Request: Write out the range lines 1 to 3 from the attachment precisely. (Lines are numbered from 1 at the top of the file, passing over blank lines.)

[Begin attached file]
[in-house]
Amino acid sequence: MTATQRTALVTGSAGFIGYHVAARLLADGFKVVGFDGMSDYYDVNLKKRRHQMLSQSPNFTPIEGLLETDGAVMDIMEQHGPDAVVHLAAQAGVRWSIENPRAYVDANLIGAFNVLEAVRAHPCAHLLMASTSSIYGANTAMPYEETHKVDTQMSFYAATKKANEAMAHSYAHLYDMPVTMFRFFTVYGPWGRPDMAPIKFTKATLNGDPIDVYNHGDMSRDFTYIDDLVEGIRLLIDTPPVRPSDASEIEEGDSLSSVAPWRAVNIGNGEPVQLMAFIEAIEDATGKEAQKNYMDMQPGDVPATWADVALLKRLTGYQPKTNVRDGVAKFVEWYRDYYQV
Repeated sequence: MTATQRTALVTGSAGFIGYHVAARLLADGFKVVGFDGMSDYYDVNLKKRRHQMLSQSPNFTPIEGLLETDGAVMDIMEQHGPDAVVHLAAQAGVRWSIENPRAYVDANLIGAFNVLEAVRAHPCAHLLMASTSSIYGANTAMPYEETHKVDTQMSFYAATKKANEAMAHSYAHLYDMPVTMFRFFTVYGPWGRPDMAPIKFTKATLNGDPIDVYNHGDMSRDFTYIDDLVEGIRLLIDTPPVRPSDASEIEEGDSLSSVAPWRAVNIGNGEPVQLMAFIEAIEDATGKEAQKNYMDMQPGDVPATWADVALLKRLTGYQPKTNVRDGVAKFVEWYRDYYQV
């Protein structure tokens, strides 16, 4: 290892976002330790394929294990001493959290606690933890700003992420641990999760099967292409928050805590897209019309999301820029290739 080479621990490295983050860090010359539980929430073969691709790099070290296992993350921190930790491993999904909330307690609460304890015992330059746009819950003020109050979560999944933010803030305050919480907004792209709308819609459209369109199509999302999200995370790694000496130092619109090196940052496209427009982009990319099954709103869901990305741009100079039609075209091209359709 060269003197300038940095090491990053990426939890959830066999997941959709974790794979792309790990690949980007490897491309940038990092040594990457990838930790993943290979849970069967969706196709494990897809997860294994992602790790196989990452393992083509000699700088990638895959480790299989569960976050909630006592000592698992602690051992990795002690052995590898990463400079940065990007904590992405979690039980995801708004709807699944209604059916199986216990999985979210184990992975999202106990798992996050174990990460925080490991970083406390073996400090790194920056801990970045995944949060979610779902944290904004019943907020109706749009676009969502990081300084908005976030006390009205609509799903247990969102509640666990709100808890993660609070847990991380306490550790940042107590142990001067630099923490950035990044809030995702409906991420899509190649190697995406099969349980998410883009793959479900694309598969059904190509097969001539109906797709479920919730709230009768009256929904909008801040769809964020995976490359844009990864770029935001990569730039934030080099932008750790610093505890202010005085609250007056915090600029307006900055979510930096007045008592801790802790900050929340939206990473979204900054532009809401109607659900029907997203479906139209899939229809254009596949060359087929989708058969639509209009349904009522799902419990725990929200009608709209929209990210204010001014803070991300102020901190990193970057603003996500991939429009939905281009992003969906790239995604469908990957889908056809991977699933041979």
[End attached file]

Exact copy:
[in-house]
Amino acid sequence: MTATQRTALVTGSAGFIGYHVAARLLADGFKVVGFDGMSDYYDVNLKKRRHQMLSQSPNFTPIEGLLETDGAVMDIMEQHGPDAVVHLAAQAGVRWSIENPRAYVDANLIGAFNVLEAVRAHPCAHLLMASTSSIYGANTAMPYEETHKVDTQMSFYAATKKANEAMAHSYAHLYDMPVTMFRFFTVYGPWGRPDMAPIKFTKATLNGDPIDVYNHGDMSRDFTYIDDLVEGIRLLIDTPPVRPSDASEIEEGDSLSSVAPWRAVNIGNGEPVQLMAFIEAIEDATGKEAQKNYMDMQPGDVPATWADVALLKRLTGYQPKTNVRDGVAKFVEWYRDYYQV
Repeated sequence: MTATQRTALVTGSAGFIGYHVAARLLADGFKVVGFDGMSDYYDVNLKKRRHQMLSQSPNFTPIEGLLETDGAVMDIMEQHGPDAVVHLAAQAGVRWSIENPRAYVDANLIGAFNVLEAVRAHPCAHLLMASTSSIYGANTAMPYEETHKVDTQMSFYAATKKANEAMAHSYAHLYDMPVTMFRFFTVYGPWGRPDMAPIKFTKATLNGDPIDVYNHGDMSRDFTYIDDLVEGIRLLIDTPPVRPSDASEIEEGDSLSSVAPWRAVNIGNGEPVQLMAFIEAIEDATGKEAQKNYMDMQPGDVPATWADVALLKRLTGYQPKTNVRDGVAKFVEWYRDYYQV